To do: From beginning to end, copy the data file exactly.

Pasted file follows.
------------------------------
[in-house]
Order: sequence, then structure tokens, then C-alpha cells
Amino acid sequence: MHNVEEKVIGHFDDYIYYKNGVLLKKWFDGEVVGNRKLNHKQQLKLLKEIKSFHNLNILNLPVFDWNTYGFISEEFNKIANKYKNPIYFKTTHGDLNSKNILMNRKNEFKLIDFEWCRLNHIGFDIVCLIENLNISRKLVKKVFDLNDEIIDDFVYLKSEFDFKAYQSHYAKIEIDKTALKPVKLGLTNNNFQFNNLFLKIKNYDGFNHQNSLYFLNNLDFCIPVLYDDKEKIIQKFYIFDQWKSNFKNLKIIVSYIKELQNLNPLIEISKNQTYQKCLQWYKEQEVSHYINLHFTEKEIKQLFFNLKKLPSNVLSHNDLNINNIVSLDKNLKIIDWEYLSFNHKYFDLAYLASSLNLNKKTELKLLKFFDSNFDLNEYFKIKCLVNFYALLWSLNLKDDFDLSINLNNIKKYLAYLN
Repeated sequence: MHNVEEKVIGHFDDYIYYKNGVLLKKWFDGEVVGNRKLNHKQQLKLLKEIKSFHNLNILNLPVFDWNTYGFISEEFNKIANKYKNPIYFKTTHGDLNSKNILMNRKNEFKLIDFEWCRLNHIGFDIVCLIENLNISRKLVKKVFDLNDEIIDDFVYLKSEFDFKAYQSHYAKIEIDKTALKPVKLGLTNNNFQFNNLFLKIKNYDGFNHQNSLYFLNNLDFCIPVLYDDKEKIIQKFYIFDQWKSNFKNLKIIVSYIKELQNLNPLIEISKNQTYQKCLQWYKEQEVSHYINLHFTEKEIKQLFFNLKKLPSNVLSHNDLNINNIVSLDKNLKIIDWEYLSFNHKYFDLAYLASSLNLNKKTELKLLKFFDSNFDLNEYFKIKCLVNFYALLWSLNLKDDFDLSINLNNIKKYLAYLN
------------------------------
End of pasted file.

[in-house]
Order: sequence, then structure tokens, then C-alpha cells
Amino acid sequence: MHNVEEKVIGHFDDYIYYKNGVLLKKWFDGEVVGNRKLNHKQQLKLLKEIKSFHNLNILNLPVFDWNTYGFISEEFNKIANKYKNPIYFKTTHGDLNSKNILMNRKNEFKLIDFEWCRLNHIGFDIVCLIENLNISRKLVKKVFDLNDEIIDDFVYLKSEFDFKAYQSHYAKIEIDKTALKPVKLGLTNNNFQFNNLFLKIKNYDGFNHQNSLYFLNNLDFCIPVLYDDKEKIIQKFYIFDQWKSNFKNLKIIVSYIKELQNLNPLIEISKNQTYQKCLQWYKEQEVSHYINLHFTEKEIKQLFFNLKKLPSNVLSHNDLNINNIVSLDKNLKIIDWEYLSFNHKYFDLAYLASSLNLNKKTELKLLKFFDSNFDLNEYFKIKCLVNFYALLWSLNLKDDFDLSINLNNIKKYLAYLN
Repeated sequence: MHNVEEKVIGHFDDYIYYKNGVLLKKWFDGEVVGNRKLNHKQQLKLLKEIKSFHNLNILNLPVFDWNTYGFISEEFNKIANKYKNPIYFKTTHGDLNSKNILMNRKNEFKLIDFEWCRLNHIGFDIVCLIENLNISRKLVKKVFDLNDEIIDDFVYLKSEFDFKAYQSHYAKIEIDKTALKPVKLGLTNNNFQFNNLFLKIKNYDGFNHQNSLYFLNNLDFCIPVLYDDKEKIIQKFYIFDQWKSNFKNLKIIVSYIKELQNLNPLIEISKNQTYQKCLQWYKEQEVSHYINLHFTEKEIKQLFFNLKKLPSNVLSHNDLNINNIVSLDKNLKIIDWEYLSFNHKYFDLAYLASSLNLNKKTELKLLKFFDSNFDLNEYFKIKCLVNFYALLWSLNLKDDFDLSINLNNIKKYLAYLN